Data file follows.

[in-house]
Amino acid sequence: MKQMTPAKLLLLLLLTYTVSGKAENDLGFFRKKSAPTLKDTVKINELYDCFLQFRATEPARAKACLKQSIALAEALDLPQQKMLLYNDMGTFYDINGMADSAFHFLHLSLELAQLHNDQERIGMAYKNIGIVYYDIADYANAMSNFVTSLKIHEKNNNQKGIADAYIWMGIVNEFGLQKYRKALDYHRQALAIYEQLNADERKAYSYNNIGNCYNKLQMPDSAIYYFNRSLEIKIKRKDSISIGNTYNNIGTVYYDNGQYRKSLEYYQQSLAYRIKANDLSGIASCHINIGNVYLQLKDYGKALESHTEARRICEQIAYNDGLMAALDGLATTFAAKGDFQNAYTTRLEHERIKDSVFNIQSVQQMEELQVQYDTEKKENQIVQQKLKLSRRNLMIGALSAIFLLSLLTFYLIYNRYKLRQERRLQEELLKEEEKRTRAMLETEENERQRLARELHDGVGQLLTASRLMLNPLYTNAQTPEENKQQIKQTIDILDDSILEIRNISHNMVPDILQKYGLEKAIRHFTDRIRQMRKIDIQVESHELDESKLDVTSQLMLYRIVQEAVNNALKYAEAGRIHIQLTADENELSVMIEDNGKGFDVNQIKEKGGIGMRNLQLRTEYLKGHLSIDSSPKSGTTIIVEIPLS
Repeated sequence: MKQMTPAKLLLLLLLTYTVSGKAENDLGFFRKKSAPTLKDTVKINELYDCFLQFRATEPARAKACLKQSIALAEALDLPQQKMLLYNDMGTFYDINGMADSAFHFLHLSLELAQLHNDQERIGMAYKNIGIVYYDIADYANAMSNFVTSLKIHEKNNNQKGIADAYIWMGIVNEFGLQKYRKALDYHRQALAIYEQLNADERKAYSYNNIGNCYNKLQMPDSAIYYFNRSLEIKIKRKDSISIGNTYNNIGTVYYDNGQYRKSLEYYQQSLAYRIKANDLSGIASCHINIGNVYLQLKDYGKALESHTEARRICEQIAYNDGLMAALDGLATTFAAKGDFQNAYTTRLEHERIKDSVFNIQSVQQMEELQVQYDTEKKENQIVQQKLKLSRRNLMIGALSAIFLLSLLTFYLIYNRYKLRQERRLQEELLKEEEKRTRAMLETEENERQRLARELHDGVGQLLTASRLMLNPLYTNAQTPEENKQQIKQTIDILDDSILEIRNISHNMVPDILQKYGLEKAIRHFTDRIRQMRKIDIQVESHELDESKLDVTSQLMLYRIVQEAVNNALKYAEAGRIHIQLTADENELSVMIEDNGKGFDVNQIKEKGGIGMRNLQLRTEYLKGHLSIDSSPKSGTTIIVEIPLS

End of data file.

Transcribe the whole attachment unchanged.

[in-house]
Amino acid sequence: MKQMTPAKLLLLLLLTYTVSGKAENDLGFFRKKSAPTLKDTVKINELYDCFLQFRATEPARAKACLKQSIALAEALDLPQQKMLLYNDMGTFYDINGMADSAFHFLHLSLELAQLHNDQERIGMAYKNIGIVYYDIADYANAMSNFVTSLKIHEKNNNQKGIADAYIWMGIVNEFGLQKYRKALDYHRQALAIYEQLNADERKAYSYNNIGNCYNKLQMPDSAIYYFNRSLEIKIKRKDSISIGNTYNNIGTVYYDNGQYRKSLEYYQQSLAYRIKANDLSGIASCHINIGNVYLQLKDYGKALESHTEARRICEQIAYNDGLMAALDGLATTFAAKGDFQNAYTTRLEHERIKDSVFNIQSVQQMEELQVQYDTEKKENQIVQQKLKLSRRNLMIGALSAIFLLSLLTFYLIYNRYKLRQERRLQEELLKEEEKRTRAMLETEENERQRLARELHDGVGQLLTASRLMLNPLYTNAQTPEENKQQIKQTIDILDDSILEIRNISHNMVPDILQKYGLEKAIRHFTDRIRQMRKIDIQVESHELDESKLDVTSQLMLYRIVQEAVNNALKYAEAGRIHIQLTADENELSVMIEDNGKGFDVNQIKEKGGIGMRNLQLRTEYLKGHLSIDSSPKSGTTIIVEIPLS
Repeated sequence: MKQMTPAKLLLLLLLTYTVSGKAENDLGFFRKKSAPTLKDTVKINELYDCFLQFRATEPARAKACLKQSIALAEALDLPQQKMLLYNDMGTFYDINGMADSAFHFLHLSLELAQLHNDQERIGMAYKNIGIVYYDIADYANAMSNFVTSLKIHEKNNNQKGIADAYIWMGIVNEFGLQKYRKALDYHRQALAIYEQLNADERKAYSYNNIGNCYNKLQMPDSAIYYFNRSLEIKIKRKDSISIGNTYNNIGTVYYDNGQYRKSLEYYQQSLAYRIKANDLSGIASCHINIGNVYLQLKDYGKALESHTEARRICEQIAYNDGLMAALDGLATTFAAKGDFQNAYTTRLEHERIKDSVFNIQSVQQMEELQVQYDTEKKENQIVQQKLKLSRRNLMIGALSAIFLLSLLTFYLIYNRYKLRQERRLQEELLKEEEKRTRAMLETEENERQRLARELHDGVGQLLTASRLMLNPLYTNAQTPEENKQQIKQTIDILDDSILEIRNISHNMVPDILQKYGLEKAIRHFTDRIRQMRKIDIQVESHELDESKLDVTSQLMLYRIVQEAVNNALKYAEAGRIHIQLTADENELSVMIEDNGKGFDVNQIKEKGGIGMRNLQLRTEYLKGHLSIDSSPKSGTTIIVEIPLS